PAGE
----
Cloud-based security cameras use a lot of bandwidth, just like a variety of other smart home devices; you’d be surprised how many bandwidth vampires there are in your home. People think of bandwidth-intensive when they worry about going over their data limit, but all those bandwidth-using devices also often use Wi-Fi.

Add up all the computers, tablets, smartphones, game consoles, streaming devices, smart TVs, smart home accessories, and more found in a modern home, and you’ve got a list that easily exceeds the capacity of older routers. .

While we are talking about too many devices on your Wi-Fi network, we recommend that you consider removing devices from your Wi-Fi network. No, we don’t mean living a life with an Xbox or a smart TV completely disconnected from the Internet; we mean switching any device you can to Ethernet to free up airspace for your remaining Wi-Fi devices.

Old hardware and cables slow you down

This one is really easy to miss if you’re not a huge network nerd. While the Wi-Fi router itself and the Wi-Fi capabilities of endpoint devices like your smartphone or smart TV are a big part of the Wi-Fi performance puzzle, you don’t want to neglect the physical bits. simple that unite your network. together.

If you have outdated Cat5 cables or an outdated 10/100 network switch mixed in with your network hardware, you are inadvertently limiting your network speeds.

For people with slower sub-100Mbps broadband, you may never realize that the old switch ruins your performance, but if you have faster broadband, those old cables and hardware will reduce your potential top speed.

To avoid this, check the physical network cables connecting the different components of your network to make sure they are at least Cat5E, or better yet Cat6. And if you’re using network switches, upgrade from 10/100 switches to gigabit switches. Unmanaged gigabit switches and Cat6 patch cables are dirt cheap these days.

Channel congestion dings Wi-Fi performance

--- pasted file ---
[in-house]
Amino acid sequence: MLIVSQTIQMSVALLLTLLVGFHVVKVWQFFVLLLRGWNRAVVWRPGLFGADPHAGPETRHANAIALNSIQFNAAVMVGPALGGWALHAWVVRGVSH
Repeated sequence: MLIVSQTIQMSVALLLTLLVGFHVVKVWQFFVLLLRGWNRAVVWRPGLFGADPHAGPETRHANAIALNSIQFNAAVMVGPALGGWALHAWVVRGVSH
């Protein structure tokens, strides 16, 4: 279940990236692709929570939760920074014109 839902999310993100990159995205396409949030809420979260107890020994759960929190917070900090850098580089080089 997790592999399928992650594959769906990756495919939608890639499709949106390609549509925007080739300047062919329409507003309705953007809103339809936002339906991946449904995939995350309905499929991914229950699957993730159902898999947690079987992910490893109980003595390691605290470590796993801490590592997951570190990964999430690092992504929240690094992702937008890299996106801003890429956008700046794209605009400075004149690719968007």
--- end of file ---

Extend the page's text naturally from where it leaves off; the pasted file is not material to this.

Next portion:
Wi-Fi channel congestion occurs when multiple Wi-Fi devices use the same frequency or channel in the same airspace.

If your neighbor has their Wi-Fi router configured similarly to your Wi-Fi router, and you live close enough that your router broadcasts to your living space and vice versa, it can negatively affect your network.

This is a bigger problem for devices on the 2.4Ghz band than on the 5Ghz band, but you should pay attention to it regardless of whether you live in an apartment or a densely populated neighborhood. You will need to identify which channels are the most congested and refer to the documentation for your particular router to switch to less congested channels.

Wi-Fi extenders increase range, but slow down

If you’ve been struggling with Wi-Fi issues like slow speeds or lackluster coverage, there’s a good chance you’ve considered using a Wi-Fi extender and may have one in your home right now.

Despite their popularity, from a sales standpoint, Wi-Fi extenders get a bad rap when it comes to actual network performance.

While they can certainly extend the reach of your network when implemented correctly, they can also lead to a lot of network congestion, latency, and reduced speeds.

To rule out your Wi-Fi extender as a source of Wi-Fi network headaches, temporarily disconnect it. With the extender disabled, check your overall network performance with devices connected directly to the main Wi-Fi router. If performance improves significantly, there are likely two issues at play, possibly in tandem.

First of all, your Wi-Fi extender may be misconfigured and implemented; use these tips and tricks to get better performance. Second, the extra coverage provided by the extender and all the extra devices you added to the network thanks to that extended coverage might be too much for your main router, even with the help of the extender.

In that case, it’s probably a good idea to ditch the router + extender setup and replace it with a more robust mesh network. Upgrading to a mesh network is like simultaneously upgrading your router and pairing it with supercharged Wi-Fi extenders at the same time.